The Swedes have bestowed many blessings upon our society; where would we be without “The Girl With the Dragon Tattoo” or Ikea? And let us not forget the badass voyages of the Vikings or the ethereal existence of Alexander Skarsgård. My knowledge of Swedish culture was mostly based on generalizations before I visited Stockholm this past summer, but after exploring the capital Sveedish city and some of its stunning fjords, I learned that some Swedish stereotypes are actually true:
1. Swedes are stunning
It’s not polite to stare, but it was difficult to avoid ogling everyone I saw in Sweden. From tiny toddlers strolling with their parents to octogenarians out grocery shopping, the Swedes were the most attractive people I’ve ever seen (and I grew up in Southern California). How is beauty so abundant in the Nordic country? The answer is unknown, but their slim physiques may be tied into the country’s easy access to healthcare, and I should point out that it’s easier to maintain healthy looking skin when you only experience seven hours of daylight during the winter months.
2. Strange meats are abundant
It’s true that the Swedes are caught up in a love affair with meatballs—Swedish meatballs as we Americans are creatively known to call them. The traditional dish is most commonly paired with mashed potatoes and lingonberries, and are usually formed from either lamb, pork, or moose. Moose wasn’t the only unusual savory substance we tried during our travels. Swedes have been known to get down on reindeer, horse, oxen, and of course—all types of pickled fish.
3. Fika is sacred
The Brits are known for tea time, and the Swedes are obsessed with fika. Fika is the ritualistic coffee break Swedes take every day (be it morning or night), which is usually considered incomplete without a pastry. Although our Nordic friends do appreciate a good caffeine-high, fika is more about socializing then stuffing your face. This break in the day is used to catch up with old friends or to get to know new ones.
4. The country leads in equality between the sexes
I’m from California, a.k.a. the land of couch-bound bros and Tinder booty calls gone awry. Imagine my surprise while strolling through Stockholm as I saw countless young fathers pushing their cherubic blonde babies around in strollers (prams, as the Swedes would say) and, gasp, taking on their share of familial labor. Sweden consistently ranks high when it comes to gender equality, and unsurprisingly, is also named one of the happiest countries in the world every year.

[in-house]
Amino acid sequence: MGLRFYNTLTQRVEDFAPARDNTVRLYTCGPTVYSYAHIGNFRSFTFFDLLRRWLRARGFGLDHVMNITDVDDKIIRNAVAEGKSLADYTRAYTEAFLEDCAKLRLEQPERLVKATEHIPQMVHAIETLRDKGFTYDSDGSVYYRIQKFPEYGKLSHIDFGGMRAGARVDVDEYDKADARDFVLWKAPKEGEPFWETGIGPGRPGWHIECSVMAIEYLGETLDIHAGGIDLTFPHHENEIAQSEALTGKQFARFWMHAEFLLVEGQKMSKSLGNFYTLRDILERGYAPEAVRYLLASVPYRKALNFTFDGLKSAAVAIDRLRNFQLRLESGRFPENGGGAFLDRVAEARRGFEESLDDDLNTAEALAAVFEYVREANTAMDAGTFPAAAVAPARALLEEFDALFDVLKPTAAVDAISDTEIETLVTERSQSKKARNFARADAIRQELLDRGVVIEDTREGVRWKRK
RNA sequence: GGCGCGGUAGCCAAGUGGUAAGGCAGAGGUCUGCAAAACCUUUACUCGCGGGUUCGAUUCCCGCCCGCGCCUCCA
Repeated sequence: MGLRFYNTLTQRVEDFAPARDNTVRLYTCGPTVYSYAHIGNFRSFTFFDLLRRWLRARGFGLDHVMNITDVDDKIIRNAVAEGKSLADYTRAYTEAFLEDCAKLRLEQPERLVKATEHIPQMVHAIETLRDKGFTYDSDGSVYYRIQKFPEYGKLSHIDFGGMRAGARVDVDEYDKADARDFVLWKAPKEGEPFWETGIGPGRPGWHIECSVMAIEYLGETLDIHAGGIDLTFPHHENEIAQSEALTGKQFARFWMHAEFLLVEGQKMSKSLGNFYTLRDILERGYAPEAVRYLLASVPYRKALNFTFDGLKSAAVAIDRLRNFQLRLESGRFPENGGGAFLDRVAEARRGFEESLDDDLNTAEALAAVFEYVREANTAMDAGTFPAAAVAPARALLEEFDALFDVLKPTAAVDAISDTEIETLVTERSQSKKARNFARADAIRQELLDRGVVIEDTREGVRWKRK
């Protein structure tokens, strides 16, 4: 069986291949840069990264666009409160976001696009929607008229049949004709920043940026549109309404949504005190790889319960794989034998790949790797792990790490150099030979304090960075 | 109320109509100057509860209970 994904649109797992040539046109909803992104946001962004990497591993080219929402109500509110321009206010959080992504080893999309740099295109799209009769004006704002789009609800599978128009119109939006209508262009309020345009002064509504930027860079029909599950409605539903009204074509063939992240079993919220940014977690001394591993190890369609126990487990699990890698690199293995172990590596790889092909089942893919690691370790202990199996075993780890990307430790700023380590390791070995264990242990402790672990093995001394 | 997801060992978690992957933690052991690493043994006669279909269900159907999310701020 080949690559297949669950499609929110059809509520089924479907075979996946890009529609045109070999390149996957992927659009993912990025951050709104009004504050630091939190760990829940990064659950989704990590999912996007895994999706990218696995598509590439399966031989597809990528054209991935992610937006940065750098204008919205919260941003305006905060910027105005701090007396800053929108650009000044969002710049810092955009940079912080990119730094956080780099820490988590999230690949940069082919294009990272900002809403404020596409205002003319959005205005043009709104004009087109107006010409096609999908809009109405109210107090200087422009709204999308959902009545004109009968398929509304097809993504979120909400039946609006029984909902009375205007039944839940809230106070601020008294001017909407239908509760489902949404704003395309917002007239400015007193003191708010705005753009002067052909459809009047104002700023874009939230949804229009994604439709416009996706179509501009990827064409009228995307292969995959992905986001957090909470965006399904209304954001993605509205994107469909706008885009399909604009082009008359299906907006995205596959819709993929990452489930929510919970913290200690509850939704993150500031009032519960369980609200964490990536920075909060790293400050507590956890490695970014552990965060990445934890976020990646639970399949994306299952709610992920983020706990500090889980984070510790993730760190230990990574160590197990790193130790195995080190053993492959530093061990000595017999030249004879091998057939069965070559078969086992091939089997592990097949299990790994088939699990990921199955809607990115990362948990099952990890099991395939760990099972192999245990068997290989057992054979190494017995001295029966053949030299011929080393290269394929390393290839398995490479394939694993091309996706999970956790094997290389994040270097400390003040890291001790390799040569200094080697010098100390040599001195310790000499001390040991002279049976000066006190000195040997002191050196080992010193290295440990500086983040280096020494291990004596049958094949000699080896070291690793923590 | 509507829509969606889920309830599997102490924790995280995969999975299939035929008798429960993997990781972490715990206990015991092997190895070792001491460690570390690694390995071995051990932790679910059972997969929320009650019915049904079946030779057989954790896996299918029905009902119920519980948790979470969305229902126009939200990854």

5. The language is tricky
“Børk! Børk! Børk!” is probably the Swedish you’re most familiar with, as this fictional exclamation stems from one meatball-loving puppet, Swedish Chef. While you’ll find that many Swedes speak English, you will feel like a total fool when trying to navigate your way to Djupröven and ending up in Kattsjärten. When possible, try pointing to names on a map or on your smartphone instead of attempting to say them out loud, because it’s only a matter of time before you butcher the beautiful Scandinavian sounds.
6. Swedes are accustomed to the cold and dark
Although most Swedes look naturally sun-kissed, the reality is that they spend much of their time living in darkness (like beautiful Scandinavian moles). During the depths of winter, Swedes experience just seven hours of sunlight each day. The sun makes an elongated appearance during the summer and at its peak stays out for roughly 18 hours. But those willing to brave the chilly temperatures and prolonged darkness will be rewarded with sightings of the Northern Lights, tons of outdoor snow activities, and festive outdoor markets during the holiday season (if you can brave the cold you will be rewarded with a nice warm cup of glögg).
7. Cleanliness is next to godliness
Sweden is fascinated with trolls, and it might be because they emerge every night to clean up the country’s garbage. OK, trolls probably have better things to do than worry about trash, but Sweden is arguably one of the cleanest countries in the world! It’s tough to pinpoint what makes Sweden sparkle, but I have some guesses. It could be the 800 kronor ($130 dollar) littering ticket that awaits dirty-doers, it might be a prevalent source of national pride, or it could be the abundance of trash and recycling bins on every street corner.
8. Ikea and H&M are everywhere
Both founded in the 1940’s, Swedish megabrands Ikea and H&M can be found everywhere in major Scandinavian cities. In recent years, America has also become Ikea crazy—the chain offers broke college kids a way to decorate their dorms without relying on their parents, after all. Similarly, Ikea is a force to be reckoned with in Sweden. Sveedes are all about staying on top of the latest trends, which makes quick and inexpensive access to interior and fashion brands a hot commodity.
9. Don’t leave your kronor at home
A beer will run you about $9 (74 krona) in Sweden, and a two-bedroom apartment will be about $1,700 (13,977 krona)—yup. Prices are similar in California, but those traveling from more rural parts of the world will find Sweden on the pricier side.
10. Going green isn’t an option, it’s a lifestyle
Should Sweden consider swapping their flag’s national blue out for green? In many ways, they already have. In 2015, Sweden announced its plan to have Stockholm running entirely on sustainable energy by 2050. Already, 66 percent of the country relies on non-fossil fuel energy sources for its electricity. It’s OK to be impressed and envious.
Although this post hasn’t been chock full of Swedish facts, I hope it’ll still help you make the most of your time in Scandinavia. Tack för att läsa och hålla utkik efter troll (That’s ‘Thanks for reading and look out for trolls’ in Swedish)!